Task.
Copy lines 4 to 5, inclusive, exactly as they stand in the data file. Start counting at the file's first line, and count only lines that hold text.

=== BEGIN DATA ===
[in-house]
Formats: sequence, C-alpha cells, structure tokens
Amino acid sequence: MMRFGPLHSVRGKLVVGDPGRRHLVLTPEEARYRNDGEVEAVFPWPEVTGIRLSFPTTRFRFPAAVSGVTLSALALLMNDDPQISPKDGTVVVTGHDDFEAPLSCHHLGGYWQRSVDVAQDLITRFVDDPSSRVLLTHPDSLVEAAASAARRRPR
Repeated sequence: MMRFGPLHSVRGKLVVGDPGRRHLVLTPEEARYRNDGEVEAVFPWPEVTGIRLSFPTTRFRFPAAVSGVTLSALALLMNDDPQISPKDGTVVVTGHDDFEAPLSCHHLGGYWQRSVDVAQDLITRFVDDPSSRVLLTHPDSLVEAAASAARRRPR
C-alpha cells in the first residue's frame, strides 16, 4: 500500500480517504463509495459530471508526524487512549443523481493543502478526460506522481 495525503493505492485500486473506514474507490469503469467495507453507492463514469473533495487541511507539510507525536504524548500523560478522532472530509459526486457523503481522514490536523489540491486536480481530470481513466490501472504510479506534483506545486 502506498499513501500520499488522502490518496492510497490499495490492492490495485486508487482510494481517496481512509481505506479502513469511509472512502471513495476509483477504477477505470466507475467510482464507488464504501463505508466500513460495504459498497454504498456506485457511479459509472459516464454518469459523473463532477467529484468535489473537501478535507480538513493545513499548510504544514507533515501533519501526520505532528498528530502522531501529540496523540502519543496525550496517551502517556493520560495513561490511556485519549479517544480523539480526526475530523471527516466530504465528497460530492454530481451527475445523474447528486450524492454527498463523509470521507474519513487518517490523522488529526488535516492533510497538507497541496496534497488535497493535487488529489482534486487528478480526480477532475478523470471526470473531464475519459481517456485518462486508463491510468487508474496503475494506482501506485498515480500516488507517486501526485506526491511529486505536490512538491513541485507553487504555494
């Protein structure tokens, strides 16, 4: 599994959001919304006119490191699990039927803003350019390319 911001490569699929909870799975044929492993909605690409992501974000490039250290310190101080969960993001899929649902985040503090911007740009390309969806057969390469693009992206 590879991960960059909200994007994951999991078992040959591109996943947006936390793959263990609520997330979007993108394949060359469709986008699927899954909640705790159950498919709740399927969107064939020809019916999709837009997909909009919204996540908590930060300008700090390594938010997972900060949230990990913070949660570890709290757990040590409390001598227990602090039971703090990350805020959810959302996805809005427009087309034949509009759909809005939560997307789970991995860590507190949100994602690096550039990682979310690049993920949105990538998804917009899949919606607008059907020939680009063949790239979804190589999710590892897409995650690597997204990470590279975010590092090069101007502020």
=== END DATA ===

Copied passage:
Repeated sequence: MMRFGPLHSVRGKLVVGDPGRRHLVLTPEEARYRNDGEVEAVFPWPEVTGIRLSFPTTRFRFPAAVSGVTLSALALLMNDDPQISPKDGTVVVTGHDDFEAPLSCHHLGGYWQRSVDVAQDLITRFVDDPSSRVLLTHPDSLVEAAASAARRRPR
C-alpha cells in the first residue's frame, strides 16, 4: 500500500480517504463509495459530471508526524487512549443523481493543502478526460506522481 495525503493505492485500486473506514474507490469503469467495507453507492463514469473533495487541511507539510507525536504524548500523560478522532472530509459526486457523503481522514490536523489540491486536480481530470481513466490501472504510479506534483506545486 502506498499513501500520499488522502490518496492510497490499495490492492490495485486508487482510494481517496481512509481505506479502513469511509472512502471513495476509483477504477477505470466507475467510482464507488464504501463505508466500513460495504459498497454504498456506485457511479459509472459516464454518469459523473463532477467529484468535489473537501478535507480538513493545513499548510504544514507533515501533519501526520505532528498528530502522531501529540496523540502519543496525550496517551502517556493520560495513561490511556485519549479517544480523539480526526475530523471527516466530504465528497460530492454530481451527475445523474447528486450524492454527498463523509470521507474519513487518517490523522488529526488535516492533510497538507497541496496534497488535497493535487488529489482534486487528478480526480477532475478523470471526470473531464475519459481517456485518462486508463491510468487508474496503475494506482501506485498515480500516488507517486501526485506526491511529486505536490512538491513541485507553487504555494